Justice League #35

by Hussein Wasiti on December 20, 2017

Writer: Christopher Priest

Artist: Pete Woods

Letterer: Willie Schubert


Christopher Priest continues his run on JUSTICE LEAGUE, which based on my understanding is somewhat divisive with the release of his first issue two weeks ago. I'd recommend this issue to anyone who thought the last issue wasn't exactly their cup of tea; Priest is making his story a bit more visible here and the seeds planted in the last issue are beginning to make themselves known. This, coupled with Pete Woods' stellar artwork, makes for a fresh and exciting Justice League story despite some of the issues I had here.


I'd like to get the bad out of the way so I can just praise this book. There's a running gag between the Flash and Simon Baz that felt very overdone, and I didn't think that Barry would be the person to be at the butt of the joke; I thought Cyborg would be a more suitable player, but that wasn't the case. There are two instances in the story where the dialogue just completely and utterly takes a left turn and the characters talk about something completely different, instances which involve the Flash and Wonder Woman.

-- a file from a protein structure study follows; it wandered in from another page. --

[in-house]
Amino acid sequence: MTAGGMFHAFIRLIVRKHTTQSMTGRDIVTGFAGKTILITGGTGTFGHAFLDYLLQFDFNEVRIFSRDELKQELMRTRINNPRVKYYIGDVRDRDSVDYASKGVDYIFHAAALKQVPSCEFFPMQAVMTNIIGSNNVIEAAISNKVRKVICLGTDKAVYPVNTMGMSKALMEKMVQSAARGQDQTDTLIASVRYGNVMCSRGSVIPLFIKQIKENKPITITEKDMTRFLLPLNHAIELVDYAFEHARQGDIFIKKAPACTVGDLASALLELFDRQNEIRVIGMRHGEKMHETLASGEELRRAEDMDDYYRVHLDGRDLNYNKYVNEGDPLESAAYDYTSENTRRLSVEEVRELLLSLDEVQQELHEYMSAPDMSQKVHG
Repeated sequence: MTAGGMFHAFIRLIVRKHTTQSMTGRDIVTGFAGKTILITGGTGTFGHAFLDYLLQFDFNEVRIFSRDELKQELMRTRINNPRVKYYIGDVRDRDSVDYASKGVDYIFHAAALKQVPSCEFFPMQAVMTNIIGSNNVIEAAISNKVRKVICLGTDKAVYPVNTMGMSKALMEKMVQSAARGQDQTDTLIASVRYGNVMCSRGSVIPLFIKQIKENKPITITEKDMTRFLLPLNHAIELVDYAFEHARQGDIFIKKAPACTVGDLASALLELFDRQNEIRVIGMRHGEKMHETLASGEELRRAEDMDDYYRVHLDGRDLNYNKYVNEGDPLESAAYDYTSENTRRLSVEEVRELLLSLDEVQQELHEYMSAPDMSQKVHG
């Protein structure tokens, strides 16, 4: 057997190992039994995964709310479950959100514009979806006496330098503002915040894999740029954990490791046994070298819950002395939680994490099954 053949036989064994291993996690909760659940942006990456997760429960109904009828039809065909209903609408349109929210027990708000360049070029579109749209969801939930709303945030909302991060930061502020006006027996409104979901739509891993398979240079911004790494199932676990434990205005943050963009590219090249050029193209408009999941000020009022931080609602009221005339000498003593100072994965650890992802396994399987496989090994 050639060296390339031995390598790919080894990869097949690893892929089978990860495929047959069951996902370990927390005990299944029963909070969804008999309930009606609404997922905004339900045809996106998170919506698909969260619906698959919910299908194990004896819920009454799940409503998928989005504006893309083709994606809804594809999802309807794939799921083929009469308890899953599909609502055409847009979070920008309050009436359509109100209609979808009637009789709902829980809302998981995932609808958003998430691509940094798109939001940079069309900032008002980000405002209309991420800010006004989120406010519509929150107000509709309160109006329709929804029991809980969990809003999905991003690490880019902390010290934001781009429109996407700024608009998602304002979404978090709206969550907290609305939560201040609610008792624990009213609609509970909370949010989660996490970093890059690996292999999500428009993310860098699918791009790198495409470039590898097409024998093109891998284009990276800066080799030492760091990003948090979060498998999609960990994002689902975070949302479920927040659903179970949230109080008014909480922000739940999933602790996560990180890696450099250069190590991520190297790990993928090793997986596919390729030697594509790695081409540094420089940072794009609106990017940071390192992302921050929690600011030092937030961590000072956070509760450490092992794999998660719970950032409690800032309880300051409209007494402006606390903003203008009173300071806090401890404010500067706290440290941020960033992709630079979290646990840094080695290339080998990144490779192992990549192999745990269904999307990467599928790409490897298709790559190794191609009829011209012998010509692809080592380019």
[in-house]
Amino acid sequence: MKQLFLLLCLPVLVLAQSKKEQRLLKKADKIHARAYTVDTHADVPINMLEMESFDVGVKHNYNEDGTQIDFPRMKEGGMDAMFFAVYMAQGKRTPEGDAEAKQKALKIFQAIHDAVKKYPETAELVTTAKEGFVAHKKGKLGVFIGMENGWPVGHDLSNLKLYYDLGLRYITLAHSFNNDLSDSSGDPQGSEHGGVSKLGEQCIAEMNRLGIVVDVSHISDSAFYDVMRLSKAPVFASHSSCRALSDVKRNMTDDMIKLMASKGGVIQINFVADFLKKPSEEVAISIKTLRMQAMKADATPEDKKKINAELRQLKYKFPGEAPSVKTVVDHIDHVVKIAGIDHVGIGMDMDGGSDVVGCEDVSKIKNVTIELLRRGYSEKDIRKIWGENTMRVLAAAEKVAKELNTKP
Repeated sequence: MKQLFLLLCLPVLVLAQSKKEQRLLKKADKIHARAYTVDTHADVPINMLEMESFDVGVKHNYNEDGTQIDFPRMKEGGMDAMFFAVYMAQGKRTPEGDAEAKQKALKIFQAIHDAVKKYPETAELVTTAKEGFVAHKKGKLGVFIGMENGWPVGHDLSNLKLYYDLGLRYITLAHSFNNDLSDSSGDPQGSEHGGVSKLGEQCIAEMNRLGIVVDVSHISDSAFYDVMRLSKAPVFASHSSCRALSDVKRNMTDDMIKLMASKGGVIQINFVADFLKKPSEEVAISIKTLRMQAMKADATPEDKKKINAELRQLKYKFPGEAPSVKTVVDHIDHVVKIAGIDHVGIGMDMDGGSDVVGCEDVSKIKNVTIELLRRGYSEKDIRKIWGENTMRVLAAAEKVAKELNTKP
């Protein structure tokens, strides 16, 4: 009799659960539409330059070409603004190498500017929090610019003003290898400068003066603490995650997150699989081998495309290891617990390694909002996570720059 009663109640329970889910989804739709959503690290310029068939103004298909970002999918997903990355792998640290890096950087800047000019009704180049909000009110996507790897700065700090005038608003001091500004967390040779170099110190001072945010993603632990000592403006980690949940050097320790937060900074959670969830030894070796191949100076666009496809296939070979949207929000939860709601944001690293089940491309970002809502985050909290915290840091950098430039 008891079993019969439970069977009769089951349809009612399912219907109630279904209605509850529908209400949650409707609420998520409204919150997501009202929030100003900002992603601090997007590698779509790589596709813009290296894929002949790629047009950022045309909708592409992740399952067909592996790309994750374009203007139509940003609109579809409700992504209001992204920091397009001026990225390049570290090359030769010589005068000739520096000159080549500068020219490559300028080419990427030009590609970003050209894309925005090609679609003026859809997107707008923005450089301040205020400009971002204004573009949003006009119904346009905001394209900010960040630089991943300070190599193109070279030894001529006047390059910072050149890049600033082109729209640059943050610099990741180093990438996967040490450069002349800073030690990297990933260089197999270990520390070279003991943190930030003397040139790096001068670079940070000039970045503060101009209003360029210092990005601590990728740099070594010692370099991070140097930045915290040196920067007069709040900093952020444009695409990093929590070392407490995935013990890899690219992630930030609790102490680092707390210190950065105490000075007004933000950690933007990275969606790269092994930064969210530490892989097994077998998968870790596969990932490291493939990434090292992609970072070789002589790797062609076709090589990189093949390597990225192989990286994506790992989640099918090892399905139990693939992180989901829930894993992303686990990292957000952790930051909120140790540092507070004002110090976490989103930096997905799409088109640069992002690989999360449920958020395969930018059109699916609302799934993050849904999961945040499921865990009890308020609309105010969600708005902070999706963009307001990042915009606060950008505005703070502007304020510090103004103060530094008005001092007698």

I praised the last issue for seemingly throwing us another typical giant threat until its subversion of the idea, but Priest does indeed throw us some giant monster action. Normally I tune out during these kinds of scenes but Priest layered this section of the story with a logic and approach that I really haven't seen done before. When thinking of trying to drown this giant creature, Simon is informed by Barry that doing so would poison the water which would eventually damage the economy of this particular city. This kind of progression was very fresh to me and it made whatever plan the League was coming up with seem different and fun.


The effect of Batman's mistakes in the last issue can be felt here. I'm a really big fan of this slow story progression which Priest has done very well in DEATHSTROKE. It looks like it could be leading to some conflict between these characters which I think Priest will handle very well.


Pete Woods somehow did a better job this time around. Woods colours his own work and the art here is slightly more muted than the last issue, probably to reflect the darker tone the story will take. He does a great job with the action and I love the expressive nature of his art.


Priest and Woods have outdone themselves with this instalment. I think this is an important story that everyone should be checking out; the writing is so unique and the art is simply superb.

Our Score:


A Look Inside